Emotional Intelligence Undervalued In The Hiring Process
One in four (25%) U.K. business leaders says that emotional intelligence (EQ) is undervalued in the hiring process, according to research by recruitment firm Robert Half U.K. This is despite the majority of businesses (60%) reporting it as a very important skill for their employees. The study was based on more than 400 interviews with general managers from companies across the U.K.
The importance of emotional intelligence has already been underlined by a recent World Economic Forum report which predicts that EQ will become one of the top ten skills for employees by 2020.
The fact that EQ is considered increasingly important for organizations comes as business leaders are looking for employees who have more than just technical skills. Employers are placing greater emphasis on soft skills to cope with the rapidly changing and uncertain business environment.
EQ is about people who have social and interpersonal skills, remarked Sir Cary Cooper, professor of organizational psychology and health, Alliance Manchester Business School, University of Manchester. “They are able to communicate their feelings and aware of other people’s feelings.”
The study also identified the benefits of hiring employees with high emotional intelligence. Business leaders cited increased motivation and morale (46%), improved leadership (45%) and better collaboration between teams (37%) as the primary benefits. Indeed, only 4% of U.K. businesses say that a high EQ offers no additional benefits to the business at all.
Despite these advantages, managers still believe there is too little importance attached to emotional intelligence during the hiring process. Over half of managers claim that minimal importance is placed on EQ during the hiring process – with 54% saying they place ‘just enough’ importance on EQ but more could be done.
Identifying skills gaps and securing the right talent is crucial for long-term success in today’s competitive recruitment environment. Businesses must prioritize the skills and qualities they expect from potential candidates,” comments Matt Weston, U.K. managing director at Robert Half. “In the current war for talent, employers must find the right balance between skills and personality – evaluating what characteristics are required within the team and what skills can be taught.”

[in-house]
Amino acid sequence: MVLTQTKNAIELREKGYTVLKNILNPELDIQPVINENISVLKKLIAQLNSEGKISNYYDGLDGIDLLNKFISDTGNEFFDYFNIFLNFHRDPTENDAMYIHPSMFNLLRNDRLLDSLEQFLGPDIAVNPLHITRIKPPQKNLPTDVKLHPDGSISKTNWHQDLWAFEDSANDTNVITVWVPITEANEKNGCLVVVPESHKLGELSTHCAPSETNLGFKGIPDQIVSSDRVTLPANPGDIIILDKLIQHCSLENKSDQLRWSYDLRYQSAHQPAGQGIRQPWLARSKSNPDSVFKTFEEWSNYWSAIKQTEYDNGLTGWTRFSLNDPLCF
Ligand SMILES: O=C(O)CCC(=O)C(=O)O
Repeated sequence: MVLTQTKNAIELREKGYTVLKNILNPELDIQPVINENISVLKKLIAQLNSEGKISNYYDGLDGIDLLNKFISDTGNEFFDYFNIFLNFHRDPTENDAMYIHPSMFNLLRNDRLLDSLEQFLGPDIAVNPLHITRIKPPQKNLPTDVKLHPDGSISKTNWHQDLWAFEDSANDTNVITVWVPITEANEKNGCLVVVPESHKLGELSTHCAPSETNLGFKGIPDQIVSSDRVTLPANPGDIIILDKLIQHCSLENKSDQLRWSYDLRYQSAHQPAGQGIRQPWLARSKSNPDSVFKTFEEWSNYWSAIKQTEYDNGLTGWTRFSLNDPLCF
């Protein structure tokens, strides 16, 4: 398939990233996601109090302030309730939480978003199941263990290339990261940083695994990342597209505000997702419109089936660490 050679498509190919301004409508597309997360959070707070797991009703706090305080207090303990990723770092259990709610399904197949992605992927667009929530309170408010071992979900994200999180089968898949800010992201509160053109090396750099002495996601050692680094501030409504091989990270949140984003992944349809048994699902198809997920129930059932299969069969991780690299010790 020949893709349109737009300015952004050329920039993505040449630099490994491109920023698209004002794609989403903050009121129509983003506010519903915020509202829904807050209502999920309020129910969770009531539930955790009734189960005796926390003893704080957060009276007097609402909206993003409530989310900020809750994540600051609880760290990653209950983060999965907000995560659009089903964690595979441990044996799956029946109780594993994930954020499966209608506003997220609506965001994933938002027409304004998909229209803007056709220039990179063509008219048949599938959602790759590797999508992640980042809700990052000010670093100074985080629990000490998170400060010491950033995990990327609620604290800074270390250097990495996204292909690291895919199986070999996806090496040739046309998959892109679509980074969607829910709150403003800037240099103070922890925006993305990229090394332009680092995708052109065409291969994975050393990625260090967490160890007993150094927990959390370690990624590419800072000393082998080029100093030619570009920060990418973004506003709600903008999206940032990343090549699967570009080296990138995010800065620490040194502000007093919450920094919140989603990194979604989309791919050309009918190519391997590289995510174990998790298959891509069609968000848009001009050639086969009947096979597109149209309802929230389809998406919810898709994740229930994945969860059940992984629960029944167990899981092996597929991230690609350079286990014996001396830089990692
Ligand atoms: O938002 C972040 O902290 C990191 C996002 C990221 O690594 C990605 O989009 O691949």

Cooper believes that organizations recruit on basis of a candidate’s performance in the job and whether they hit the bottom line.
Sometimes, organizations use psychometric testing in assessment centers for management pools but they don’t test for EQ. Organizations look at whether you’re extrovert or introvert but none of it looks at whether a candidate is good with people.”
EQ is absolutely vital for managers, says Cooper.
It’s not essential for all staff but it does help with team building. It’s absolutely essential for a manager as if you cannot bring people together, then an organization has problems.”
Cooper added that EQ measures do exist in the marketplace and there are measures for compassion and empathy.
Organizations don’t measure EQ during the recruitment process as the economy is so competitive and there are fewer people doing more work. The people above recruitment managers may say it’s nice to have people with high EQ but they are also saying hire people who deliver in the short-term and get results.”
The consequences of failing to hire managers with high EQ are pretty severe now due to Brexit, remarks Cooper. “We have a lot of uncertainty in the workplace and employees are worried about job security. If you don’t have managers with EQ, then the organization will be in trouble.”
There are some questions that hiring managers should ask themselves while they are evaluating a candidates potential, advises Weston. These include:
If an applicant talks about a failure, does the comment suggest an awareness of some personal responsibility for the episode, or does he or she simply blame others?
When it comes to handling criticism, is the person able to acknowledge any shortcomings and keep things in perspective rather than becoming defensive and making excuses?
What about teamwork? Can candidates describe how they have confronted simmering issues and helped to solve them with a team, or are the answers slanted more individually? Similarly, do they credit team members for successes?
Do candidates seem genuinely interested in the job and the people they’ll be working with? Or do you sense indifference?